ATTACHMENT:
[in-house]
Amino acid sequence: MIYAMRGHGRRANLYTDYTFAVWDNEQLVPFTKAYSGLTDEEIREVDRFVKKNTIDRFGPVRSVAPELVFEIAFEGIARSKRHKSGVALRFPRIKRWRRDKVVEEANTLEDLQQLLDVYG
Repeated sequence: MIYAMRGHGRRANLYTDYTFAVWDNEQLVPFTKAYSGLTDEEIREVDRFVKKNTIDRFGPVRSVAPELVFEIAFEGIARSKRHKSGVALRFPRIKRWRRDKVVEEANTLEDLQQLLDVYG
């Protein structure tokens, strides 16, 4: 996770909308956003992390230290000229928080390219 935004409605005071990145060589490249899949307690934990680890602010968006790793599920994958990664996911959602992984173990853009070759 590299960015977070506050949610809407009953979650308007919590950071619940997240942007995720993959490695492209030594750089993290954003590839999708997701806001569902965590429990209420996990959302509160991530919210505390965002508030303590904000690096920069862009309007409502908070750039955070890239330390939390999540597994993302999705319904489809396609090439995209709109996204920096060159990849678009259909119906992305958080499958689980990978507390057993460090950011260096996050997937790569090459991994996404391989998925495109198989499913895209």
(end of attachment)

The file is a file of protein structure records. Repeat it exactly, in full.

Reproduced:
[in-house]
Amino acid sequence: MIYAMRGHGRRANLYTDYTFAVWDNEQLVPFTKAYSGLTDEEIREVDRFVKKNTIDRFGPVRSVAPELVFEIAFEGIARSKRHKSGVALRFPRIKRWRRDKVVEEANTLEDLQQLLDVYG
Repeated sequence: MIYAMRGHGRRANLYTDYTFAVWDNEQLVPFTKAYSGLTDEEIREVDRFVKKNTIDRFGPVRSVAPELVFEIAFEGIARSKRHKSGVALRFPRIKRWRRDKVVEEANTLEDLQQLLDVYG
């Protein structure tokens, strides 16, 4: 996770909308956003992390230290000229928080390219 935004409605005071990145060589490249899949307690934990680890602010968006790793599920994958990664996911959602992984173990853009070759 590299960015977070506050949610809407009953979650308007919590950071619940997240942007995720993959490695492209030594750089993290954003590839999708997701806001569902965590429990209420996990959302509160991530919210505390965002508030303590904000690096920069862009309007409502908070750039955070890239330390939390999540597994993302999705319904489809396609090439995209709109996204920096060159990849678009259909119906992305958080499958689980990978507390057993460090950011260096996050997937790569090459991994996404391989998925495109198989499913895209």